Being a writer means you are vulnerable to different experiences, whether fun or hardships, along the way. There are good days wherein your writing seems so fine, you get to choose the right words, and attract your audience in a more unique and engaging way. However, there are times when you just sit there, and almost have to knock your brain to write even the lamest ideas but nothing comes at all.
The situation above is often referred to as “Writer’s Block”. This is a phenomenon where someone who likes to write in a specific moment has suddenly gone blank. It’s as if their thoughts are blocked and ideas are not flowing. Different people have a lot of opinions regarding this phenomenon as they do not really know what causes writer’s block.
Ways to Deal with Writer’s Block According to Experts
Even though there are no clear and concrete reasons as to why people experience this kind of thing, writers still believe that it doesn’t really matter, but fighting it is. In fact, the experienced writers we know are not exempted by this visitor too. Like amateur writers, they already experienced having a scenario where pen tapping becomes the only noise and music you can hear due to a shortage of ideas.
When hearing about this kind of thing, writers of all ages often worry that they might experience having one and never get to leave nor escape the situation. The good news is that a lot of good and popular writers share their amazing techniques of how to deal exactly with writer’s block. If you are excited to know some of them, read the following points below:
1.Nei Gaiman’s “Hibernation” Technique
Don’t push yourself to fight the unwanted visitor, and ignore him instead. If ever you are feeling blank and out of the mood to write, it’s okay to leave your table and try to look for different activities that you might enjoy aside from writing. It’s not a problem if you would like to take a rest for more than two days too.
Take your time and let the urge to write something haunt you down. If you are too busy with other activities, the visitor will just leave and the spirit of writing will visit you at the right time. Don’t rush things because if you force yourself to write despite the blockage you’re experiencing, your output might be susceptible to any damage or can possibly lose its quality.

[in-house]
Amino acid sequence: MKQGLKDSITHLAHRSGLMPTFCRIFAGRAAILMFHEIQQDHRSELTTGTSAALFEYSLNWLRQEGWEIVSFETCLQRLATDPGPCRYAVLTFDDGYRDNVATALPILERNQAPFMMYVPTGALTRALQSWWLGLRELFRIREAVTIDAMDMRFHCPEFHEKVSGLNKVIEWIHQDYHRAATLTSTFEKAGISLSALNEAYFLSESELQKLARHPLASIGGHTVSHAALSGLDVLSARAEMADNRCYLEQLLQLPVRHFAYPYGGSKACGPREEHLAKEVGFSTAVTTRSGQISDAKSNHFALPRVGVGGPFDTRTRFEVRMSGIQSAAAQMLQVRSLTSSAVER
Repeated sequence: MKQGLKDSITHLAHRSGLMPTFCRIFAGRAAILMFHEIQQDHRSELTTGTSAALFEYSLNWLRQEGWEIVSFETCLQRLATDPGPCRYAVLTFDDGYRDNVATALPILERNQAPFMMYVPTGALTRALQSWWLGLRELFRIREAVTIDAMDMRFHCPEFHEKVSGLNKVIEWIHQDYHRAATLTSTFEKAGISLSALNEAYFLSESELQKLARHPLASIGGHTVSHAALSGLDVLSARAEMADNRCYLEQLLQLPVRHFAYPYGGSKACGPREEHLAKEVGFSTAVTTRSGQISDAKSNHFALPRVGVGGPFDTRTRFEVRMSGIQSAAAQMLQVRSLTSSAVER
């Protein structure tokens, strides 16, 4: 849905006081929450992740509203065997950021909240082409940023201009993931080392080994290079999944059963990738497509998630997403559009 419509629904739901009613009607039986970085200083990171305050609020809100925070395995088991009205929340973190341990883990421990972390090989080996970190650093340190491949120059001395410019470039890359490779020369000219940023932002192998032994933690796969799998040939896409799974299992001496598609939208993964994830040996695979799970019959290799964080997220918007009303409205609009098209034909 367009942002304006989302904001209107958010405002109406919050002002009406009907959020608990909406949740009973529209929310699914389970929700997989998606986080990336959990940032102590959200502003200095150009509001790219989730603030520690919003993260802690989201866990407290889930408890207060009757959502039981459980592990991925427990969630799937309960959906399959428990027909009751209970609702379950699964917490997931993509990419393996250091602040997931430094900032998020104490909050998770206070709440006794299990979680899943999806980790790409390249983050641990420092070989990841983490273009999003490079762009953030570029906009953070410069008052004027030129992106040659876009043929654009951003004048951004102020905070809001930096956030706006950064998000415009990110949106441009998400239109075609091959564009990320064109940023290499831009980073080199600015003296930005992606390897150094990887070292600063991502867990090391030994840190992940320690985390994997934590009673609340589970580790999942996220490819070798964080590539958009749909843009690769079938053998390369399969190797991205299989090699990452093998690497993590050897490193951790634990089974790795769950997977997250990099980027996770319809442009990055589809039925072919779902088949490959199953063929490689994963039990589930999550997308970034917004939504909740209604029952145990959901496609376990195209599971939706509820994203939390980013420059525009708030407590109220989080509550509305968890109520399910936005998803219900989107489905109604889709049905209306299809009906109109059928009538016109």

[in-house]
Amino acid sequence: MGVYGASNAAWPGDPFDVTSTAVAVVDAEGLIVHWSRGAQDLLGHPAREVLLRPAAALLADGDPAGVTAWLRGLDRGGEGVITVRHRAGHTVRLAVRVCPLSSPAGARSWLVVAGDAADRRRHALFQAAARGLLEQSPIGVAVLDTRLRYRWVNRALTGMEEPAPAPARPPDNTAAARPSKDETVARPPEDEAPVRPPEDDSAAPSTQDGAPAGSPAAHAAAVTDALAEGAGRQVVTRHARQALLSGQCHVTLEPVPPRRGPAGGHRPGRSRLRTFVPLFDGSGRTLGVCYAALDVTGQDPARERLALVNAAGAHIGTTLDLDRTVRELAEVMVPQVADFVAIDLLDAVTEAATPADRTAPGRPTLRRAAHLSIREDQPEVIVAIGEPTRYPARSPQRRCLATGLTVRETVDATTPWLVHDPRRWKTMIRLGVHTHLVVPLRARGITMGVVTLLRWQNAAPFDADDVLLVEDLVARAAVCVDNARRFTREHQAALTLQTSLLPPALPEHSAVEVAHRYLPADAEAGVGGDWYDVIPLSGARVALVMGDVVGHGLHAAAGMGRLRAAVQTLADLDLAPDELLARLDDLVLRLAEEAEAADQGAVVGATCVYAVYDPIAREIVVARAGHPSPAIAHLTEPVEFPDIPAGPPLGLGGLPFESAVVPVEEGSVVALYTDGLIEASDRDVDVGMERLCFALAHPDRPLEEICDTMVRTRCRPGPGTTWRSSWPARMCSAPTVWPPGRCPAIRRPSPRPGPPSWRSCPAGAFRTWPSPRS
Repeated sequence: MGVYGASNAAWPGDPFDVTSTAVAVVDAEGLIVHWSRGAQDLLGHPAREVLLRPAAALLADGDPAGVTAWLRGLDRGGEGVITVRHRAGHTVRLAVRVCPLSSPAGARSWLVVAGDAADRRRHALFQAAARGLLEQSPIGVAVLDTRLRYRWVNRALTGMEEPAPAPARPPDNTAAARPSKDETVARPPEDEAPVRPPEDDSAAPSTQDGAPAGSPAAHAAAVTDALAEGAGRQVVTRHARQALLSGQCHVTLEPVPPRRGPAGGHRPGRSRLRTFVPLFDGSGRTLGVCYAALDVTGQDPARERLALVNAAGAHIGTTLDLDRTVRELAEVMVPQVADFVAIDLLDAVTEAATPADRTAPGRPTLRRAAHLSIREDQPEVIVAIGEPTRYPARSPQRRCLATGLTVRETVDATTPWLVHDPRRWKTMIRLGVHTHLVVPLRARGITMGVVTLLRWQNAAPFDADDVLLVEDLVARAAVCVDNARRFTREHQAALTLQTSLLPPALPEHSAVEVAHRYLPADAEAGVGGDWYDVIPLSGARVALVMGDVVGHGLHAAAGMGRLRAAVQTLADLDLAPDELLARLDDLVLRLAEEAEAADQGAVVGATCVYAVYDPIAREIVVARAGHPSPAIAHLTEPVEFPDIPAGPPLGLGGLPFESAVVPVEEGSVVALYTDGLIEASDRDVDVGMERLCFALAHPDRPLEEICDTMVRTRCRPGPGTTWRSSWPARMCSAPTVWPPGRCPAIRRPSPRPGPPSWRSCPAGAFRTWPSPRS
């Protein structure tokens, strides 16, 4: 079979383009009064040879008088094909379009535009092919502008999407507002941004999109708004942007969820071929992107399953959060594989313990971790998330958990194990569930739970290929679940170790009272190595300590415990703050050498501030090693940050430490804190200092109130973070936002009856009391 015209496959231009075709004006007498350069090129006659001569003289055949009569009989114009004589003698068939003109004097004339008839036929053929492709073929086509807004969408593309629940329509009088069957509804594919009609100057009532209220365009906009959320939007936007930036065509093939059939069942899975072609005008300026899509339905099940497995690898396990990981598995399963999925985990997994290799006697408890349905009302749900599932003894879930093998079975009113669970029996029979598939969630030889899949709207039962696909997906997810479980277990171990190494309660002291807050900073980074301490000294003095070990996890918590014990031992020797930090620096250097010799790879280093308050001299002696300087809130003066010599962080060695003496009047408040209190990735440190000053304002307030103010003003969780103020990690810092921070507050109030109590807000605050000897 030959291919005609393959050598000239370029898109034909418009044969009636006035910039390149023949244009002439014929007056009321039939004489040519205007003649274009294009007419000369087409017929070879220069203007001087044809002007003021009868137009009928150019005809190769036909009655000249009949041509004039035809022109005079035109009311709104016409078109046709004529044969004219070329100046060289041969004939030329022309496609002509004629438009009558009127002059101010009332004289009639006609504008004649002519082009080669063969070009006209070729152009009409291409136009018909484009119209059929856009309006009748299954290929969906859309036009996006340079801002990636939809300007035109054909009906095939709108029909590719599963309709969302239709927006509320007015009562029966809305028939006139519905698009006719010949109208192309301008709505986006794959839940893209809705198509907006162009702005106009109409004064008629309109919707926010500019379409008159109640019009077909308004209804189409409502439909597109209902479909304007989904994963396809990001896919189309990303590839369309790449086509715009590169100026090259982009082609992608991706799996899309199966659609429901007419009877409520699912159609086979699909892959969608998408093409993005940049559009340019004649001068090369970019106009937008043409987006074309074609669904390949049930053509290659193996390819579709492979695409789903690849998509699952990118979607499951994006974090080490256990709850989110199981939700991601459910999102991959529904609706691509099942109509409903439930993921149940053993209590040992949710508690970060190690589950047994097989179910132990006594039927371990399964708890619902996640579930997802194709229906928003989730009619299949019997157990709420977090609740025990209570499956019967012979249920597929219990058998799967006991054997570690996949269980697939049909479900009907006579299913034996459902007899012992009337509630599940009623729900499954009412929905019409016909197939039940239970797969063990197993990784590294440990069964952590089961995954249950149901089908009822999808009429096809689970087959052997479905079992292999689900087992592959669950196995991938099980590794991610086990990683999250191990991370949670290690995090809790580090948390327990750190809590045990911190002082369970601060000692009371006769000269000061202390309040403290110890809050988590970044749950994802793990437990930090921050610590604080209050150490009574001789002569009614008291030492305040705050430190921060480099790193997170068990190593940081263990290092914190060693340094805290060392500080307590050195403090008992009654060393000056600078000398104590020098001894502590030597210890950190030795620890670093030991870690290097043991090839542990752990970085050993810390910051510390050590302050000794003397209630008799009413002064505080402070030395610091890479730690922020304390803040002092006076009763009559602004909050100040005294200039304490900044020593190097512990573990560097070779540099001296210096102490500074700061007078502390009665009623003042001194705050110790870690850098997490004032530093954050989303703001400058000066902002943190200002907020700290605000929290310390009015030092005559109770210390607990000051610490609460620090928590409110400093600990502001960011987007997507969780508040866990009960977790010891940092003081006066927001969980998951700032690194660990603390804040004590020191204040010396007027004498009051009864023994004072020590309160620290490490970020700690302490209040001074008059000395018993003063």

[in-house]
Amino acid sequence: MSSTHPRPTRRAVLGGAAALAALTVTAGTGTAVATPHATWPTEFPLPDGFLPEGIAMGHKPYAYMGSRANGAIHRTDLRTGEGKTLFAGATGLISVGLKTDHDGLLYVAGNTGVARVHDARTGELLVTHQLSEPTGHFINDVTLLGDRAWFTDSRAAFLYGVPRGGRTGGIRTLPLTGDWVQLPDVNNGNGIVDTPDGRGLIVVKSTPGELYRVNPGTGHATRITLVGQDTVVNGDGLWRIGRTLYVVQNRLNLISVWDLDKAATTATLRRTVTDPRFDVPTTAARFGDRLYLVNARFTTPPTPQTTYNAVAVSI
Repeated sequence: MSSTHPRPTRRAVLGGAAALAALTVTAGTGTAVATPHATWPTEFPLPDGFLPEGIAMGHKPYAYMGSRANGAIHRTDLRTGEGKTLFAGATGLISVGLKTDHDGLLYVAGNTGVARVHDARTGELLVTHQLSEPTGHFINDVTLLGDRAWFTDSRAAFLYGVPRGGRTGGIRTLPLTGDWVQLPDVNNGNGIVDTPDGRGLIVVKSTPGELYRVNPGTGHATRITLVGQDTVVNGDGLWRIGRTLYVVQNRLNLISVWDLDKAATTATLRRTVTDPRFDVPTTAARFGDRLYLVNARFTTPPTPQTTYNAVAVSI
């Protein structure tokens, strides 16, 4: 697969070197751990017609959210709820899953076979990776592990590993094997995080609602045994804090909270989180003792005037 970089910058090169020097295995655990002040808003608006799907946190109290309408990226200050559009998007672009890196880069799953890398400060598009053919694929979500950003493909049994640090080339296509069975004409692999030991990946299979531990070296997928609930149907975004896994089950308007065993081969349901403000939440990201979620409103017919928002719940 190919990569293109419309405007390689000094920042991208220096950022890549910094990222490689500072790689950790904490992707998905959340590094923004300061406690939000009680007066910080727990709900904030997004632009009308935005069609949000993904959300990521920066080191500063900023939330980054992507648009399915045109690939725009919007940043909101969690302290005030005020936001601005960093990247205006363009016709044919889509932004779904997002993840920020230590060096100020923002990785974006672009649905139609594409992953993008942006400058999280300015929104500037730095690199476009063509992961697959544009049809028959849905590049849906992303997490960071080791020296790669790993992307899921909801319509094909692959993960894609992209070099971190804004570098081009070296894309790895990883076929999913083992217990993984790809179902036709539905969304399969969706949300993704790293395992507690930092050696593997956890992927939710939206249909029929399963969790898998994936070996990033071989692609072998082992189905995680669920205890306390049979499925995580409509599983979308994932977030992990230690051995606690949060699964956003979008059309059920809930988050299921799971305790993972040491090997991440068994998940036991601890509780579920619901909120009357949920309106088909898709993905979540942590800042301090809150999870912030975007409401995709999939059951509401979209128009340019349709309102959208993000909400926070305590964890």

2. How about Toni Morrison’s “Writing Ritual” technique?
It’s perfect to set your mood and do your usual routine before starting your scheduled writing process for the day. This idea could save you from writer’s block since it is meant to condition you in some way. When you mix that usual coffee of yours and sway to some music, then your mood will be established.
3. Mark Twain’s “Outlining” strategy
The belief of this author is to simply do an outline to guide you for a day’s work. Organization and being able to plan ahead is a great deal when it comes to writing. Twain focuses on the idea of breaking difficult tasks into smaller and easier ones. Learn how to properly distribute concepts and try to work with them using your outline.
4. John Steinbeck wants you to pretend!
Not that you will pretend for the worst, but you will do so to shake off that blank and empty feeling! Try to pretend that you’re writing not to your editors and your faceless audience, but to your friends or other loved ones. This can possibly create easy conversational writing since you’ll feel like you’re just writing a personal letter along the way. Free yourself from the pressures of writing to people who will read and judge your work, because it’ll not help at the moment.
5. Barbara Kingsolver says “Ignore and do the job!”
The author just wants you to ignore the feeling. Don’t call it by its name, for it will just amplify its strength. Continue with your goal and get the job done!
Writer’s block will remain as a true yet a mystery phenomenon for some of us. However, you have the choice to fight off the feeling and get done with it! With these helpful tips on how to overcome writer’s block, you can power through your writing tasks with ease.